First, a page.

A promising new alternative for the rapid reversal of warfarin coagulopathy in traumatic intracranial hemorrhage
Department of Surgery, Cedars-Sinai Medical Center, Los Angeles, CA 90048, USA. American journal of surgery
(Impact Factor: 2.29).
09/2008; 197(6):785-90. DOI: 10.1016/j.amjsurg.2008.04.003
Internationally, Factor IX complex (FIX complex) has been used to correct warfarin-induced coagulopathy. We present our experience with 28 patients using FIX complex.
A retrospective chart review was conducted between November 2002 and July 2006 on patients with warfarin-induced coagulopathy. We recorded the dose and timing of FIX complex, serial international normalized ratios (INRs), early adverse events, and patient outcome.
Twenty-eight patients met criteria. The mean INR on admission was 5.1, and after FIX complex infusion was reduced significantly to 1.9 (P = .008). Eleven patients had a repeat INR drawn within 30 minutes after FIX complex infusion. The mean time to correction was 13.5 minutes. There were no early thrombotic events or allergic reactions.
FIX complex results in an immediate reversal of coagulopathy within 15 minutes after administration. Its use should be considered as an alternative treatment to fresh-frozen plasma and recombinant Factor VIIa. Prospective randomized trials are needed to confirm these findings.
Available from: Scott A. Chapman
- "In our study groups, the incidence of thromboembolic events was equal in both groups. Safaoui et al. reported no thromboembolic events in 28 patients receiving 2000 units of PCC3 (Konyne™ or Profilnine™) . In a recent case report a dose of 50 units/kg of PCC for warfarin reversal was associated with fatal intracardiac thrombosis in a patient who had also received 24 micrograms of desmopressin for suspected uremic platelet dysfunction and fifty minutes later underwent pericardiocentesis . "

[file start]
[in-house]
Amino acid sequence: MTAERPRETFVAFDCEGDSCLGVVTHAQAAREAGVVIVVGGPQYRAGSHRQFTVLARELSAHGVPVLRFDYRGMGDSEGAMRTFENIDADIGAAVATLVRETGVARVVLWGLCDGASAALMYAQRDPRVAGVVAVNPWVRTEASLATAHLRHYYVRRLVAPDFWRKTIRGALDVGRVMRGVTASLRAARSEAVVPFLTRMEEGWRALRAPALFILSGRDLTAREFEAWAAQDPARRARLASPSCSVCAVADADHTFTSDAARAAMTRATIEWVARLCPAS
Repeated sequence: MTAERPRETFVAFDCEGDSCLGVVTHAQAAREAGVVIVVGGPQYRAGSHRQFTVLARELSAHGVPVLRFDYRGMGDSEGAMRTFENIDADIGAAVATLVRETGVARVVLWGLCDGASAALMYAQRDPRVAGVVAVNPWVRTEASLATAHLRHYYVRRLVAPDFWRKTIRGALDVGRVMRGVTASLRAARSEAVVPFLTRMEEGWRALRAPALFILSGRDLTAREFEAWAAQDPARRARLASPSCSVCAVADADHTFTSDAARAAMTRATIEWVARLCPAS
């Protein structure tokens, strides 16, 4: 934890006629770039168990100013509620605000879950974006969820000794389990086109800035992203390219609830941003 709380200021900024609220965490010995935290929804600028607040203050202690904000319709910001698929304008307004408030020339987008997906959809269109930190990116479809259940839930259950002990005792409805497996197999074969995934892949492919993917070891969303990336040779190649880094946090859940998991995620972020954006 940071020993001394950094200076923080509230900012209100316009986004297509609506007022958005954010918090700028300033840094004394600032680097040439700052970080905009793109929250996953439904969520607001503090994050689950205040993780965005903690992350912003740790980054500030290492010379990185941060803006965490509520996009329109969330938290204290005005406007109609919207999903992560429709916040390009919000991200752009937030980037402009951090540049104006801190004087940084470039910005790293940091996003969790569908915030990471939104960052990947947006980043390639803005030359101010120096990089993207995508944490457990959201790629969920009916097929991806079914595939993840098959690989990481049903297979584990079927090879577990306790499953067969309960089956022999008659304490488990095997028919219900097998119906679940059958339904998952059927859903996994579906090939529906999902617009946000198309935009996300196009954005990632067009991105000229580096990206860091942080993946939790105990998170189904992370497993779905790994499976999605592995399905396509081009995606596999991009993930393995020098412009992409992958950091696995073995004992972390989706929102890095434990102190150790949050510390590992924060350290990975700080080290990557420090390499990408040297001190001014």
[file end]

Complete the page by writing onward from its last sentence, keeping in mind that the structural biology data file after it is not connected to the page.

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ABSTRACT: Prothrombin complex concentrate (PCC) and recombinant Factor VIIa (rFVIIa) have been used for emergent reversal of warfarin anticoagulation. Few clinical studies have compared these agents in warfarin reversal. We compared warfarin reversal in patients who received either 3 factor PCC (PCC3) or low-dose rFVIIa (LDrFVIIa) for reversal of warfarin anticoagulation.
Data were collected from medical charts of patients who received at least one dose of PCC3 (20 units/kg) or LDrFVIIa (1000 or 1200 mcg) for emergent warfarin reversal from August 2007 to October 2011. The primary end-points were achievement of an INR 1.5 or less for efficacy and thromboembolic events for safety.
Seventy-four PCC3 and 32 LDrFVIIa patients were analyzed. Baseline demographics, reason for warfarin reversal, and initial INR were equivalent. There was no difference in the use of vitamin K or fresh frozen plasma. More LDrFVIIa patients achieved an INR of 1.5 or less (71.9% vs. 33.8%, p =0.001). The follow-up INR was lower after LDrFVIIa (1.25 vs. 1.75, p < 0.05) and the percent change in INR was larger after LDrFVIIa (54.1% vs. 38.8%, p = 0.002). There was no difference in the number of thromboembolic events (2 LDrFVIIa vs. 5 PCC3, p = 1.00), mortality, length of hospital stay, or cost.
Based on achieving a goal INR of 1.5 or less, LDrFVIIa was more likely than PCC3 to reverse warfarin anticoagulation. Thromboembolic events were equivalent in patients receiving PCC3 and LDrFVIIa.